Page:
Mor til Fire – A Scandinavian Twist

The following is a post from 2010, however it really belongs in my family history blog and worthy of re-posting given that I can look back on this from the fullness of time. A student exchange from another country isn’t as isolating and immersive as it used to be, a decade ago, given that social media allows one to keep in daily, or even instantaneous touch with others across the globe, nevertheless, it is an experience!

Many students come with the idea of an adventure or challenge in mind, some have a goal to see another part of the world through their own eyes, some wish to learn another language, and some to connect with others or find themselves.

Many years ago we hosted an exchange student from Denmark, a wonderful girl who became an integral part of our family. She stayed with us for 11 months and attended the local high school.

In those days, my boys were quite small and prone to making noise in the early morning, such as banging on our old piano…which probably annoyed the hell out of our student,  but despite those and other minor issues, the year she spent with us, was such a wonderful experience that I hoped to welcome other students in to our family someday…..

Years later we went to visit her and took our first little trip around Denmark.annebeth

For many subsequent years, not having space due to having another child, was really the only thing stopping us  from hosting more exchange students. We did have a short term Canadian student, but 2 weeks is not really enough to get to know someone and their culture well.

So an opportunity arose recently, when a student needed to transfer from the country to the city rather quickly, and would be here for another 5 months… and this is where we put our hand up. Now I am a mother to four children again.

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Loving Scandinavia, and having a little swedish in my background, welcoming a student from Sverige into our home, seemed just perfect. She has been here a week already and has superbly fitted in to out family nest. We like her a lot and I think she likes our home and family….Having some one from another culture living in your home gives you many opportunities to experience another way of life and learn so many things, both tangible and intangible.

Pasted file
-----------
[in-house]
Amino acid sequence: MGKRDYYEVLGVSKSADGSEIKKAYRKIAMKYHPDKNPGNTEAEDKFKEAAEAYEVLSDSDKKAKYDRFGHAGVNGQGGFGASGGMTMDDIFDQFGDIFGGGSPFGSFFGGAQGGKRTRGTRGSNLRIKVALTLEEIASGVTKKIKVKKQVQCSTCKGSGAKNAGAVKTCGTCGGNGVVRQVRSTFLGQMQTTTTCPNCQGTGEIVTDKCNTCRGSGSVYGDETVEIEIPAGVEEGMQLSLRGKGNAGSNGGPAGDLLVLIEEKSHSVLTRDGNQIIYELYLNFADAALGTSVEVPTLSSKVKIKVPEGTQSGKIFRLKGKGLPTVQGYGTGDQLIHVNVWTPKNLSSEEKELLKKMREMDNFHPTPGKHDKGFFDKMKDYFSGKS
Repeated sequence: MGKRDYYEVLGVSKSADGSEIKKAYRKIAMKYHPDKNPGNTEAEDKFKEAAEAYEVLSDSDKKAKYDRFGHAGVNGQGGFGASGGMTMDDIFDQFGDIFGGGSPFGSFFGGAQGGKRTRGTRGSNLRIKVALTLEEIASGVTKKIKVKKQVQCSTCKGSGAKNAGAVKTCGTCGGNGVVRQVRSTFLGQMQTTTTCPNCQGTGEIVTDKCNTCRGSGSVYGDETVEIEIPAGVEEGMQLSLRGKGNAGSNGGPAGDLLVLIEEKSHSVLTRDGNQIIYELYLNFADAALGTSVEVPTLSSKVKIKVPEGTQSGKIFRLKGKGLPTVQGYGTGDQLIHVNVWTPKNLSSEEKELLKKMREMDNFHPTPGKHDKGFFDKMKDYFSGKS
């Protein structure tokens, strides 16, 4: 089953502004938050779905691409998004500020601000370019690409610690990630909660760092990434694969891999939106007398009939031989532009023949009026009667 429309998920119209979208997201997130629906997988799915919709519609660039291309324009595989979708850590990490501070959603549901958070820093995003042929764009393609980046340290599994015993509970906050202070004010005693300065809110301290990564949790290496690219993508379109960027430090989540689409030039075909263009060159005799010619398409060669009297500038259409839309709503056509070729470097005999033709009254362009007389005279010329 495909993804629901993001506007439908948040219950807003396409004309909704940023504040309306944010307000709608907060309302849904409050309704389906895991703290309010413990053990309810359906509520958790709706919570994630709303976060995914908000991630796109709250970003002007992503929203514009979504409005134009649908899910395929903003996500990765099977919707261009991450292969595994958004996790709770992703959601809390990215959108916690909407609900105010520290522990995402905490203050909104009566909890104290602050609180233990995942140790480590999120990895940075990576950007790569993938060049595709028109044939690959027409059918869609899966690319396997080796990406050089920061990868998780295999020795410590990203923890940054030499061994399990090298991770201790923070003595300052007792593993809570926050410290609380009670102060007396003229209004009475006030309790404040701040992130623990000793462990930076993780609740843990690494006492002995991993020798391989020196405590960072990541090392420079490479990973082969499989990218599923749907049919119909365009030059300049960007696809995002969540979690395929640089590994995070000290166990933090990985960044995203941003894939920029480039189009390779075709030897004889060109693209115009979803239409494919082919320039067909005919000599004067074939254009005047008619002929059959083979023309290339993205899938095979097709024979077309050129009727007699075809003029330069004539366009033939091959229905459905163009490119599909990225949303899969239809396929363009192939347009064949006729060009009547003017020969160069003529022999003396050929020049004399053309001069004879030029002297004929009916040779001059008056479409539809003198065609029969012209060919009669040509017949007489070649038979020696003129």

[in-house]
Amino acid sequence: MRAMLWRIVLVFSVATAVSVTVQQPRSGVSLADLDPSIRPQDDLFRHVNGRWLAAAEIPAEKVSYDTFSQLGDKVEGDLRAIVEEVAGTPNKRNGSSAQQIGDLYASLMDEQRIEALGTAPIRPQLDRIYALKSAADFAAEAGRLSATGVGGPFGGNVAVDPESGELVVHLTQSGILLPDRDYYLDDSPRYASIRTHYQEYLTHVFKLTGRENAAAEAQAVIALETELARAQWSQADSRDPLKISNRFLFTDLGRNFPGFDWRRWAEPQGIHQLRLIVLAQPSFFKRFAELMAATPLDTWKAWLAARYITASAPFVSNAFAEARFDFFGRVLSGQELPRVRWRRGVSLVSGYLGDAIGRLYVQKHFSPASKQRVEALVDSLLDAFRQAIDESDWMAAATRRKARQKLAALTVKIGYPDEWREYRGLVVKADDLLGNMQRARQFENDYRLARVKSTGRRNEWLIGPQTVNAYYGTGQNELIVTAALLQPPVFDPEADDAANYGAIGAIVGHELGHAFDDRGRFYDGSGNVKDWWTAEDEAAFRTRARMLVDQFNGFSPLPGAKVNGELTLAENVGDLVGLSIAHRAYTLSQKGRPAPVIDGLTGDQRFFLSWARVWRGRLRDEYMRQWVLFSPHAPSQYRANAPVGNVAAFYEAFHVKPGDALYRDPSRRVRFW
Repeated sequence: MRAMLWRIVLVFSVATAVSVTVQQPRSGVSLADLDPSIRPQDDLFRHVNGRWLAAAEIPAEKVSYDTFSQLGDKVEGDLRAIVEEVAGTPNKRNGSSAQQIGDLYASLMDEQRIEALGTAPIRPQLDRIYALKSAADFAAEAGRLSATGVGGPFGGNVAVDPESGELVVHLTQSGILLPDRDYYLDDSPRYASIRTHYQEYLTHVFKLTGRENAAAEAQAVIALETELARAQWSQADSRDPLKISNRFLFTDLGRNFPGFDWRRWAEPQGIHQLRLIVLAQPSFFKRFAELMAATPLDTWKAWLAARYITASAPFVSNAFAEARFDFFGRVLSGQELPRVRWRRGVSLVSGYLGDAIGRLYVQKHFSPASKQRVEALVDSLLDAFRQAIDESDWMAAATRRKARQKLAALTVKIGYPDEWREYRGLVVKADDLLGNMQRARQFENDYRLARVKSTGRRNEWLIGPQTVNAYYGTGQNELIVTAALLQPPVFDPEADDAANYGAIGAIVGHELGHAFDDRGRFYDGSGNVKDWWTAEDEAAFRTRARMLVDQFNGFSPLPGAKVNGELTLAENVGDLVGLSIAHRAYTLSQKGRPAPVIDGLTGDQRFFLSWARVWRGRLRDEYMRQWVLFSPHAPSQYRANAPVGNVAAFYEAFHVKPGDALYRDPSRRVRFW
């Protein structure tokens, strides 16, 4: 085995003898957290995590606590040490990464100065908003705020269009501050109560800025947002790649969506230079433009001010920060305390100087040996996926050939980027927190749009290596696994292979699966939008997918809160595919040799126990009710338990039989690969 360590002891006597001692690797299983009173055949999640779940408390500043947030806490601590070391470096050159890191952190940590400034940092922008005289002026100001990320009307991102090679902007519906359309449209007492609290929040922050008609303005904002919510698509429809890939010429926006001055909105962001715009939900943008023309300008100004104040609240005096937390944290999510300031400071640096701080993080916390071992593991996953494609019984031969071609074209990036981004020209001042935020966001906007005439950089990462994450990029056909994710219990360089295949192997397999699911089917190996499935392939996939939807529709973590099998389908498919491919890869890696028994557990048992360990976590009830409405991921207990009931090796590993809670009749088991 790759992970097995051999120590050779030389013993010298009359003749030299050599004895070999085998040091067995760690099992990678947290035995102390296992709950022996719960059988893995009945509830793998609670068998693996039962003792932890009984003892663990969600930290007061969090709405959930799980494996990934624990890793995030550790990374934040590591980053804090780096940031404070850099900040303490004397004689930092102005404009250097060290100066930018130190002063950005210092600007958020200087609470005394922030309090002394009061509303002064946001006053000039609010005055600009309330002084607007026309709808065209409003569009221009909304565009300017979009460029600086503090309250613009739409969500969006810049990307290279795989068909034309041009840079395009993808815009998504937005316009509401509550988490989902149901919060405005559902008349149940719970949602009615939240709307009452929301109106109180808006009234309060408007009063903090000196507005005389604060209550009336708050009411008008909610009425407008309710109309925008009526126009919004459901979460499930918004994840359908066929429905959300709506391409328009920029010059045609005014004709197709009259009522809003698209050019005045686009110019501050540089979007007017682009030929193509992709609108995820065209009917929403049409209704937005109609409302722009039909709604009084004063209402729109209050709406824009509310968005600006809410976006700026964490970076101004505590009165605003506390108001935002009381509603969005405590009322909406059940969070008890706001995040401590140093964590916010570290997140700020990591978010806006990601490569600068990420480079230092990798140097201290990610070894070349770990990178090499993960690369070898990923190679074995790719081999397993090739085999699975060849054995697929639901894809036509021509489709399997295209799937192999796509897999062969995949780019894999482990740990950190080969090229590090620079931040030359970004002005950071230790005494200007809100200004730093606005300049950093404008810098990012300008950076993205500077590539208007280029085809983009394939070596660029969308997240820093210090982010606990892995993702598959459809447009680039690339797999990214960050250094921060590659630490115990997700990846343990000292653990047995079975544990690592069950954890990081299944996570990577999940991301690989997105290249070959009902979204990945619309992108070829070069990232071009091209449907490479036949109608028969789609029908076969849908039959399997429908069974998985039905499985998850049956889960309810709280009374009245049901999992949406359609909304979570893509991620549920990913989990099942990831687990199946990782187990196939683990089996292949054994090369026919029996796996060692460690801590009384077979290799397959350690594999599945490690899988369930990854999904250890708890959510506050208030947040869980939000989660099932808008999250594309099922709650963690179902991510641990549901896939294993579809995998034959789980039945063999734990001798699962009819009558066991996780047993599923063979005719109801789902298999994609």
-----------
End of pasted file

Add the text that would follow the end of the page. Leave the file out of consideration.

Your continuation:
My own son was so taken with stories and pictures of Denmark and danish life that he always planned to travel and be an exchange student himself in either Denmark or Norway. And so it has come full circle.  A little of our family and culture has influenced a Norwegian family where my son’s exchange was spent, and now we in turn, are hosting  another student… perhaps in time, my youngest child may also be tempted to spend time overseas in another family.

I am sure it is not all plain sailing, though. There can be many challenges for the student and the family. If conflict arises, it has to be resolved otherwise a student may need to change families ( as many of them do) and this in itself, is disruptive and a setback in their process of integration in the community. It is a shame that there are only student exchanges… I myself would love to go on an adult exchange program… wouldn’t that be fun?  Not having the confidence or inclination or exposure to do this as a student, where the only overseas destination was America… ( and I was not interested in going there) it seems that it is too late for me. But not for my children.I can thoroughly recommend an exchange experience for anyone or is open minded and likes to learn from other cultures…. you can literally have the world in your living room!

Update:

Another lovely girl from Italy came to stay with us for a few weeks, and we took her on holidays with us to the beach. She spent 11 months in a country town, and that was quite difficult for a fashionable girl from Milan. Despite it all, she persevered and stayed seeing the year out.  Many times she wanted to quit and go home to Italy or come to stay with us, in the ‘big  city, but it was not possible at that time. What strength and resilience she had to continue! I really admired her for that.

We missed all of the girls when it was time for them to return home, and they took a small piece of our heart with them. What an honour we had to raise someone else’s child for a year!

Looking back – their stay with our family was not without conflict: especially with the girls that stayed the longest: the Danish and Swedish girls – it was nothing serious though: sometimes it was with just an issue with them not sticking to rules. Or, sometimes they felt a little down due to squabbles with siblings or school friends. But it was altogether an enriching experience for all of us, and I really think it was for them too.

I really enjoyed bringing the world a little closer!

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